Sheridan war vs 'Housewives' maker gets shafted again
Desperate Housewives star Nicollette Sheridan's ongoing legal war against the show's creator, writer and producer Marc Cherry for wrongful termination has hit another snag, as a judge vacated the September retrial date and told both sides to enter settlement talks with a different judge.
Judge Elizabeth Allen White of the Los Angeles Superior Court admitted to being confused by wording in a writ issued by the court of appeals that put a temporary stay on the retrial. "Frankly, I find the language puzzling," she said, and ordered all attorneys to return to talks with Judge Helen Bendix on 20th July.
The writ prevented Nicollette's lawyer Mark Baute from going ahead with the wrongful termination claim, but allowed him to amend its complaint and make claim under California Labour Code 6310 (b), which protects employees from being terminated if they make a complaint about workplace safety.
During the hearing, Baute continued to try to make the case for a wrongful termination claim. "To keep this simple, Ms Sheridan was fired before her contract was up," he told the court.
"Mr Baute has argued this nine times," countered Adam Levin, attorney for Touchstone, adding, "The plaintiff is frankly ordering nonsense. The plaintiff is asking the court to violate the court of appeal."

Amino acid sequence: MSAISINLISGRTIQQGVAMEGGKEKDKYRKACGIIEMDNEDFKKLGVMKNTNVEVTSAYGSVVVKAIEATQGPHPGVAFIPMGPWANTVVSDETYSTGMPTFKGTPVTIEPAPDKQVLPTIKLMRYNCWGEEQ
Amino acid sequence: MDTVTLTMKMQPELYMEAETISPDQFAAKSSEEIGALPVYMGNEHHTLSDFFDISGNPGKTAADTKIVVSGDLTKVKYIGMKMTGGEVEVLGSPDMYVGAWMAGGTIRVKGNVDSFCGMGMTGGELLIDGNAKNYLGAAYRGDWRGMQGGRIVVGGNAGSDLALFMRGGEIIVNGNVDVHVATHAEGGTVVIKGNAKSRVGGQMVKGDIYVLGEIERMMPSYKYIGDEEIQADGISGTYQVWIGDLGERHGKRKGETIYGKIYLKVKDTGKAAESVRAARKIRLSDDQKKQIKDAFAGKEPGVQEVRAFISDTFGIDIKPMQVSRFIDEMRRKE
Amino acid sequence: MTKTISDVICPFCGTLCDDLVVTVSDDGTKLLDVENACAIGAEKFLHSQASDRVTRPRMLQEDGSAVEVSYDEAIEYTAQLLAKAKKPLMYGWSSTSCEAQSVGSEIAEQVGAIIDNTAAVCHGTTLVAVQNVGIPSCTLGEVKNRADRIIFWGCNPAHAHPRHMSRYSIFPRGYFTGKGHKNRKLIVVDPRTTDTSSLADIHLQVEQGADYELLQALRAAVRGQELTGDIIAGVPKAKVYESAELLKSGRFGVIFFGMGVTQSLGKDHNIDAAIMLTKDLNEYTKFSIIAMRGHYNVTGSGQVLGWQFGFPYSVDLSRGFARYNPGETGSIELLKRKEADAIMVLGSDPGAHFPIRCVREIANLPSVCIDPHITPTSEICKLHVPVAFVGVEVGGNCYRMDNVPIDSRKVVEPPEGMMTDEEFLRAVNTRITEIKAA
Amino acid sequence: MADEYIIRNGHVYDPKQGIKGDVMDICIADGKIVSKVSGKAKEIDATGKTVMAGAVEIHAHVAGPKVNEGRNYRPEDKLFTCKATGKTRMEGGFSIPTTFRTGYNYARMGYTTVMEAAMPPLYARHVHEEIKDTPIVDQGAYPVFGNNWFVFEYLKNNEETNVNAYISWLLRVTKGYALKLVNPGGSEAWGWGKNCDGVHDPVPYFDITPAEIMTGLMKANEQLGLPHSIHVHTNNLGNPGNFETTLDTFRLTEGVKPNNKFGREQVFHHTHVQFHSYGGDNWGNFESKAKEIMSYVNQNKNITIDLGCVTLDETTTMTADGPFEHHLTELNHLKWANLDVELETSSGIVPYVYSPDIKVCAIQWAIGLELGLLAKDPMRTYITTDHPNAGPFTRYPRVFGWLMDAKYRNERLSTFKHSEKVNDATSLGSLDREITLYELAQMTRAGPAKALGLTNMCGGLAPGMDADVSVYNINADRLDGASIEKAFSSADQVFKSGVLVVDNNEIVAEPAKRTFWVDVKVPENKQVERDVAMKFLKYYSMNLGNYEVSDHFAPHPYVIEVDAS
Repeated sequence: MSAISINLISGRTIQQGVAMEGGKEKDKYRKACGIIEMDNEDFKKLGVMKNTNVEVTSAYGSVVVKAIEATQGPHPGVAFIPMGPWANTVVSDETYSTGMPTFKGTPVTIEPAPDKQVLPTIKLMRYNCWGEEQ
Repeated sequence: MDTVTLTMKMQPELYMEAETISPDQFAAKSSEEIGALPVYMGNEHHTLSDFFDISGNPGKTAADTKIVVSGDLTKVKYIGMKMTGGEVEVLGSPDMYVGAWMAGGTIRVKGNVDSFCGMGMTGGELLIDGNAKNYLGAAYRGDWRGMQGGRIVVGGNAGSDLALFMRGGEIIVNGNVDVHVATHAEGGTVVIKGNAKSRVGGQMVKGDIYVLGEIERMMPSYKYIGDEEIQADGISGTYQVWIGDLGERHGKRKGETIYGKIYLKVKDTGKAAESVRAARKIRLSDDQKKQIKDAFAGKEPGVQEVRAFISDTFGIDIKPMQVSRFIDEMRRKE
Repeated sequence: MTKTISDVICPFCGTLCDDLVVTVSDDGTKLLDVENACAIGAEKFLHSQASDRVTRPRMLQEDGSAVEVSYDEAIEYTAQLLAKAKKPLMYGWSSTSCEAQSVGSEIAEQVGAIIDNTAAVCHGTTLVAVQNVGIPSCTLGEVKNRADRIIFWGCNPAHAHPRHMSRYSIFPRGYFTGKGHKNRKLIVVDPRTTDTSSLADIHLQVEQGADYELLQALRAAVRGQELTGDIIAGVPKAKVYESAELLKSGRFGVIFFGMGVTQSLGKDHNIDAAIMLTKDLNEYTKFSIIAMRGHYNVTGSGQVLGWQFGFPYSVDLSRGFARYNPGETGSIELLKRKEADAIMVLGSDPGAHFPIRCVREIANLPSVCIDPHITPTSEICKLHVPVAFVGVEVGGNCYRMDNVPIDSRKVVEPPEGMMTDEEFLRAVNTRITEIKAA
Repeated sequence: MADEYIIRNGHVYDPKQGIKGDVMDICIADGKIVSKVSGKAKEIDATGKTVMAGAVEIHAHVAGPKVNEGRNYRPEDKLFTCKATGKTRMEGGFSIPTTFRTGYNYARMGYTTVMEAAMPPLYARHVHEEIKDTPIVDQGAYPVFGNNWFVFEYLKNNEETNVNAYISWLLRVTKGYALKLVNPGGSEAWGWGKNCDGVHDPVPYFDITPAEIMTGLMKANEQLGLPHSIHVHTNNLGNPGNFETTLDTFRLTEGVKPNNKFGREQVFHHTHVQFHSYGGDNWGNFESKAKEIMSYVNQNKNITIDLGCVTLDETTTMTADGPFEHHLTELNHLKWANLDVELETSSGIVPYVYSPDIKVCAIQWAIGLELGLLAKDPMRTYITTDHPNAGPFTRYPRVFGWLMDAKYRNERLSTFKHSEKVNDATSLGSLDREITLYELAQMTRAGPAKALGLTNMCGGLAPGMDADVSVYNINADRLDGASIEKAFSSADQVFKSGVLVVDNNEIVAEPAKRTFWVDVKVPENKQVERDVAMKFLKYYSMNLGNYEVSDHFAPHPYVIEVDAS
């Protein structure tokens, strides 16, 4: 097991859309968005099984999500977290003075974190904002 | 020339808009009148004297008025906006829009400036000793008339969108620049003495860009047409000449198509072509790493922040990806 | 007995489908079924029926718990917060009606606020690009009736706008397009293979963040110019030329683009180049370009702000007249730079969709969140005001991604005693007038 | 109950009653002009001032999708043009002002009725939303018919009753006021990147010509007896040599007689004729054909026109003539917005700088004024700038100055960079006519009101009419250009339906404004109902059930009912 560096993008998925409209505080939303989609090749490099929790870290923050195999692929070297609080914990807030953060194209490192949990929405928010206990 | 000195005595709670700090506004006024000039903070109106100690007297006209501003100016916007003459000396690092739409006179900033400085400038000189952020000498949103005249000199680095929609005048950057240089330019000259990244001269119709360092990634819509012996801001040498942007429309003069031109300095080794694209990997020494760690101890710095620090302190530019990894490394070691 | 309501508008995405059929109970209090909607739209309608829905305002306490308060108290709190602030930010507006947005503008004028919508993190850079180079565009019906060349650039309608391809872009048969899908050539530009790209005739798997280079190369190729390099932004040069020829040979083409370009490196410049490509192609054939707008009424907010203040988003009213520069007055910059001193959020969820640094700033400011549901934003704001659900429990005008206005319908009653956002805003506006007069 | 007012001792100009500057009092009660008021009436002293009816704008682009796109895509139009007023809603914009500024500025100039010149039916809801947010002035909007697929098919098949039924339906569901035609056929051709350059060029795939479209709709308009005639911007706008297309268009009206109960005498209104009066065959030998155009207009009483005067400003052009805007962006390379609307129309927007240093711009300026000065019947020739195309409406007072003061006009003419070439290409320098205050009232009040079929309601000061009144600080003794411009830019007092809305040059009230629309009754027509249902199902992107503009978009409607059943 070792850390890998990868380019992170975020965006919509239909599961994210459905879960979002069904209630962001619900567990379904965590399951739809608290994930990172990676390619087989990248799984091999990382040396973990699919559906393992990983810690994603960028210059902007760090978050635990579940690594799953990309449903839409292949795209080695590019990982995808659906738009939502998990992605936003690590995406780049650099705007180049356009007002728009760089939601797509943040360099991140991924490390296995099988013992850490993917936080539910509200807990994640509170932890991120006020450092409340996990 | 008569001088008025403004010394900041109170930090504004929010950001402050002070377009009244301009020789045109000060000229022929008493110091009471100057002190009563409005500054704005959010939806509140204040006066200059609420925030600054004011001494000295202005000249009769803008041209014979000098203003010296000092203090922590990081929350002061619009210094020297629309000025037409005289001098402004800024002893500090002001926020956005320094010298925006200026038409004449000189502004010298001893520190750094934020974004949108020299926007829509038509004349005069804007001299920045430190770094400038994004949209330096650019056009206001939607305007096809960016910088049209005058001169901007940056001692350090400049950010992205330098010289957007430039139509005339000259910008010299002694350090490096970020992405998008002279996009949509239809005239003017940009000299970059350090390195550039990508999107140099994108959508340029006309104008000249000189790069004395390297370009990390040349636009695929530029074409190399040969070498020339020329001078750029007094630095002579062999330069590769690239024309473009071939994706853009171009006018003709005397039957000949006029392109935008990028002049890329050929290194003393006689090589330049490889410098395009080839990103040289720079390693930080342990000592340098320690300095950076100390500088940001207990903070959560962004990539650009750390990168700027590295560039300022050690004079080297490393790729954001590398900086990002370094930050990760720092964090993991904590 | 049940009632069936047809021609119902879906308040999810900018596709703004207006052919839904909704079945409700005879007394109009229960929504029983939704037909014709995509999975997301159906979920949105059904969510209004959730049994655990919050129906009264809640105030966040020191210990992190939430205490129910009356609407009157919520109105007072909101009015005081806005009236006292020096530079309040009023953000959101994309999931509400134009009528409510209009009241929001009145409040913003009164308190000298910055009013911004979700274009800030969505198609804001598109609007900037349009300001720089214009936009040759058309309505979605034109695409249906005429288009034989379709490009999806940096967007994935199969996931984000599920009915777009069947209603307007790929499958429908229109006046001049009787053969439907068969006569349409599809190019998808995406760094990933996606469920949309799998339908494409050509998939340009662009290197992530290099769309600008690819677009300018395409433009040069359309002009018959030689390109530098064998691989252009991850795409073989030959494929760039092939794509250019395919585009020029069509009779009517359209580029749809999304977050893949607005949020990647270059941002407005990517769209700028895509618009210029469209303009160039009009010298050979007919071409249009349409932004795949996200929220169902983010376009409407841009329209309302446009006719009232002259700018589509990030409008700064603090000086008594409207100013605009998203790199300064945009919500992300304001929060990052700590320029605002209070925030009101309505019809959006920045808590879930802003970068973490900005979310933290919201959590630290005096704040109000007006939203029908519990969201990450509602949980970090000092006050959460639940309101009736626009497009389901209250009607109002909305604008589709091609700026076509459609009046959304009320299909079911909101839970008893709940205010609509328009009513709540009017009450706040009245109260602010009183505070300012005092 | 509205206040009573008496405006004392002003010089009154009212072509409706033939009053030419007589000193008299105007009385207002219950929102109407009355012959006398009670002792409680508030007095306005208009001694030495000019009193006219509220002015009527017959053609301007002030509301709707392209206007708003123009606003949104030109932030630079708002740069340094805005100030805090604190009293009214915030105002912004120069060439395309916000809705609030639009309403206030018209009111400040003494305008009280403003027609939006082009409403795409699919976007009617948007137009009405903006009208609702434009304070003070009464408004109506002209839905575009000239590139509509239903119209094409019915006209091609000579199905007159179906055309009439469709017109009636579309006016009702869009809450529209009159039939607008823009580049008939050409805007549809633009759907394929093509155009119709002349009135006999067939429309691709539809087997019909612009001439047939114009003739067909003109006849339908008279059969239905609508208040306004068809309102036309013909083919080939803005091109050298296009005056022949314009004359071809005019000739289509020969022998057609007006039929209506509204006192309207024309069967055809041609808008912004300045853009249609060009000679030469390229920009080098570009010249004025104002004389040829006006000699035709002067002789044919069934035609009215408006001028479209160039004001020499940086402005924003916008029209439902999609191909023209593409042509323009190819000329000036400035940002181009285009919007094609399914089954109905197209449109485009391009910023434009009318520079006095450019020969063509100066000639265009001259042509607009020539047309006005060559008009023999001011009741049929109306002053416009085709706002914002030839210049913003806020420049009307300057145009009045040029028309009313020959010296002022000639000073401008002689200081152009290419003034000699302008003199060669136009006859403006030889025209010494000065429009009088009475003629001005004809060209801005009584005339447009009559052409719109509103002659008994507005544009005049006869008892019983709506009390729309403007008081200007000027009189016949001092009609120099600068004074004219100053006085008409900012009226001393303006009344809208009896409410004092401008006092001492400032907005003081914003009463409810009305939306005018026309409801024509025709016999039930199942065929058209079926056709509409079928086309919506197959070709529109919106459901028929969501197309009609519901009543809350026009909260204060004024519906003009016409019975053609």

Judge White concluded, "I'm going to let the court of appeal sort it out. I will do whatever the court of appeal asks me to do."
Nicollette originally sued Touchstone and ABC for US$20 million for being improperly fired after she said Cherry slapped her in a dispute. He countered that he was merely attempting to give her stage direction and that the decision to kill off her character, bad girl Edie Britt, was made months before the incident.
In March the case ended in mistrial after the jury failed to reach a verdict. A retrial had been set for 10th September before the judge vacated the date. On 31st May, an appeals court issued the temporary stay, affirming an appeal by ABC lawyers who argued that Nicollette didn't have the right to sue for wrongful termination.
Baute told TheWrap that he would focus on preserving the wrongful termination claim, despite the appeals court's writ.
"The trial court recognises, as did the court of appeal, that the Section 6310 (b) claim must go forward and the complaint amended to include that claim," he said after the hearing. "The trial court wishes to have the court of appeal resolve through the writ process whether the wrongful termination in violation of public policy will also go forward."
Frankly, we think Edie was best thing on Desperate Housewives, and since the show went downhill after season two, Nicollette was better off without it.
Source: Reuters/The Wrap
Published: 29th June 2012